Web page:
It has been patently obvious from the first discussions of the Mechanical Licensing Collective several years ago that transitioning from a century of song-by-song licensing was going to be a highly costly and highly complex process.  The MLC was sold to songwriters on the idea that there would be no administrative costs to song copyright owners for participation in the MLC.  Why?  Because the services were going to pay for those administrative costs.  Like the world’s songwriters, we take them at their word.

Zero means zero.

Now that it is time to actually implement the MLC, addressing those administrative costs have become front and center.  The Copyright Office has put a number of issues out for public comment for purposes of drafting regulations covering that implementation including what metadata must be delivered to the MLC.  Those regulations are a significant inflection point for driving the industry toward metadata standards that start in the recording studio and end at the distribution point.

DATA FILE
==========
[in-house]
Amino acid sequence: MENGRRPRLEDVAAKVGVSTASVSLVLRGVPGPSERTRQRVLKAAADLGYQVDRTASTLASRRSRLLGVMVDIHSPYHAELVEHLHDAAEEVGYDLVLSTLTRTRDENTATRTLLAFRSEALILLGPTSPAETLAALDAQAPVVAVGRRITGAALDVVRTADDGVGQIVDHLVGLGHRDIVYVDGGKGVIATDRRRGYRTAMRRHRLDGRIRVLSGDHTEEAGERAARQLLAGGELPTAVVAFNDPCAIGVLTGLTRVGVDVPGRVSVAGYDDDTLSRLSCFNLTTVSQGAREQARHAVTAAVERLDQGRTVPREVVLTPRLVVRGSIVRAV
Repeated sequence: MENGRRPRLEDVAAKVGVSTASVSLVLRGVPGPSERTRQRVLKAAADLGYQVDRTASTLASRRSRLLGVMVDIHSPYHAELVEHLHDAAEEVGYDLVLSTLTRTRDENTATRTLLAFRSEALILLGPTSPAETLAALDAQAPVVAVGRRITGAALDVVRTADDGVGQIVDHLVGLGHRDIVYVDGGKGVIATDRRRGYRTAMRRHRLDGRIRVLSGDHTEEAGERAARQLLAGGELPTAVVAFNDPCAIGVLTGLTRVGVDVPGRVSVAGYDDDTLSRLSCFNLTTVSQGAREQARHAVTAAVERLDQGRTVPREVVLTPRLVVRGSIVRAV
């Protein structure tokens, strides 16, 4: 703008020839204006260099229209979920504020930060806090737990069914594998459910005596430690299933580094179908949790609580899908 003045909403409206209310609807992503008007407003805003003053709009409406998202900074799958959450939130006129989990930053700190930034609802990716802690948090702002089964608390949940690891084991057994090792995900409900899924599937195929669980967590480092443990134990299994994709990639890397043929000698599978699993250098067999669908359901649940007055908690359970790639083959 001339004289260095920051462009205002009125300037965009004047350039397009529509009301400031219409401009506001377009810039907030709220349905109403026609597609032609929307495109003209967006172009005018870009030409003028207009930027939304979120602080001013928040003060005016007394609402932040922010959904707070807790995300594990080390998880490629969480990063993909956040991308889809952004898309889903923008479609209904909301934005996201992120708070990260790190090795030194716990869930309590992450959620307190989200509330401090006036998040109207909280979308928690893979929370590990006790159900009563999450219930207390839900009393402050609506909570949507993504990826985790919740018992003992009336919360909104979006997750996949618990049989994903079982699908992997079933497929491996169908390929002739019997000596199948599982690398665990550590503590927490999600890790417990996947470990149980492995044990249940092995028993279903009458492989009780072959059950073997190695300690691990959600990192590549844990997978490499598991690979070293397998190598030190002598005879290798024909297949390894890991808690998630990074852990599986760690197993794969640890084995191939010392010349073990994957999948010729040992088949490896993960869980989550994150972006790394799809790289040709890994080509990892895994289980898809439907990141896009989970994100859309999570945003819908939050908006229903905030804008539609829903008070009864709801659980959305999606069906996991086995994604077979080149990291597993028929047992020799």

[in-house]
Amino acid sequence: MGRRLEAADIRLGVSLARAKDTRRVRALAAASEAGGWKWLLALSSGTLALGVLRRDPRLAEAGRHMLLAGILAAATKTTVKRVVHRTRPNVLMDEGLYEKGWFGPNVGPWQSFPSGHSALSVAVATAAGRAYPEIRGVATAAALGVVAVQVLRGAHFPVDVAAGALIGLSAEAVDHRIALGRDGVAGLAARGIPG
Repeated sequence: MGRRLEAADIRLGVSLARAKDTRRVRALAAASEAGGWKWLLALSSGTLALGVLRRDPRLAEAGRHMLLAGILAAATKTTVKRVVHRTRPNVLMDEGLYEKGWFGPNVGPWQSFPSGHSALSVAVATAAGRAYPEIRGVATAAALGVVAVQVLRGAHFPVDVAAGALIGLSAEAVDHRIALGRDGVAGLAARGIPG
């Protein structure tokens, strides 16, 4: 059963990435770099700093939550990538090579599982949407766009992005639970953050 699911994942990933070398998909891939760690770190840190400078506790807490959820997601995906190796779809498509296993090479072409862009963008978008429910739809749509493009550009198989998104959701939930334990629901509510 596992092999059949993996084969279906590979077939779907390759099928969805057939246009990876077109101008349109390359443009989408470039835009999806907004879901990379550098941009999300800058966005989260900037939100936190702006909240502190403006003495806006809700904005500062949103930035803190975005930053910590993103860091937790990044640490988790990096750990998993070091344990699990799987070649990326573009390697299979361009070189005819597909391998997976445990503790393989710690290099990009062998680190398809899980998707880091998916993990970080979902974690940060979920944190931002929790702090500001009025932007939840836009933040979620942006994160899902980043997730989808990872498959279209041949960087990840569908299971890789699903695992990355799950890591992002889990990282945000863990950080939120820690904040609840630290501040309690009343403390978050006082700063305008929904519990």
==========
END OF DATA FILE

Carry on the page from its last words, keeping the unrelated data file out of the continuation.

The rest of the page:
If we fail to seize this opportunity, it is not a very big leap to see a true morass at the MLC.  But before we deal with the prospective solution, the Copyright Office needs to address the retrospective problem.  Remember, the MLC is charged by the U.S. Congress with the task of licensing all songs in copyright that have ever been written or that ever may be written and is exploited under the blanket license.  The first clause of that disjunct is every song in copyright that has ever been written–in any language–and that’s a lot of songs.  And even more metadata.